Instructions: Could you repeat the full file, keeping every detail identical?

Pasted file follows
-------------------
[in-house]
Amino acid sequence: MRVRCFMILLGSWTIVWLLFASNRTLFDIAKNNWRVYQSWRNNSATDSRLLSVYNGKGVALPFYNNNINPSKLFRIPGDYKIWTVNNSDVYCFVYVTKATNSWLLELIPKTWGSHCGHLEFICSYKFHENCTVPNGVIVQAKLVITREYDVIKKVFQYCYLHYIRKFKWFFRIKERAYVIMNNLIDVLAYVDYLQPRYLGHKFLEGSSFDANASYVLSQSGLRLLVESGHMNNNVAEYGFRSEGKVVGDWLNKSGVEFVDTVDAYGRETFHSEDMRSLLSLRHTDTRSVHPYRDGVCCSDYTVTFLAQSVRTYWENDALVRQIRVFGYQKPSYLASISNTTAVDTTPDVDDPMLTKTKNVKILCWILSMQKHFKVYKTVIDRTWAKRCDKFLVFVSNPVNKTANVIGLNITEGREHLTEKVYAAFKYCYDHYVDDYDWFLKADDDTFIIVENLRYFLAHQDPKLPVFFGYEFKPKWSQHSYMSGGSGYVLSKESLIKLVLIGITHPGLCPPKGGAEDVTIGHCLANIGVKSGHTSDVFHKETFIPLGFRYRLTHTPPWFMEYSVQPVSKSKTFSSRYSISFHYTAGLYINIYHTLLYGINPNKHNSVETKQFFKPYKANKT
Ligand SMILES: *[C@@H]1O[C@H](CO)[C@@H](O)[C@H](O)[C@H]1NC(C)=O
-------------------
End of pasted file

[in-house]
Amino acid sequence: MRVRCFMILLGSWTIVWLLFASNRTLFDIAKNNWRVYQSWRNNSATDSRLLSVYNGKGVALPFYNNNINPSKLFRIPGDYKIWTVNNSDVYCFVYVTKATNSWLLELIPKTWGSHCGHLEFICSYKFHENCTVPNGVIVQAKLVITREYDVIKKVFQYCYLHYIRKFKWFFRIKERAYVIMNNLIDVLAYVDYLQPRYLGHKFLEGSSFDANASYVLSQSGLRLLVESGHMNNNVAEYGFRSEGKVVGDWLNKSGVEFVDTVDAYGRETFHSEDMRSLLSLRHTDTRSVHPYRDGVCCSDYTVTFLAQSVRTYWENDALVRQIRVFGYQKPSYLASISNTTAVDTTPDVDDPMLTKTKNVKILCWILSMQKHFKVYKTVIDRTWAKRCDKFLVFVSNPVNKTANVIGLNITEGREHLTEKVYAAFKYCYDHYVDDYDWFLKADDDTFIIVENLRYFLAHQDPKLPVFFGYEFKPKWSQHSYMSGGSGYVLSKESLIKLVLIGITHPGLCPPKGGAEDVTIGHCLANIGVKSGHTSDVFHKETFIPLGFRYRLTHTPPWFMEYSVQPVSKSKTFSSRYSISFHYTAGLYINIYHTLLYGINPNKHNSVETKQFFKPYKANKT
Ligand SMILES: *[C@@H]1O[C@H](CO)[C@@H](O)[C@H](O)[C@H]1NC(C)=O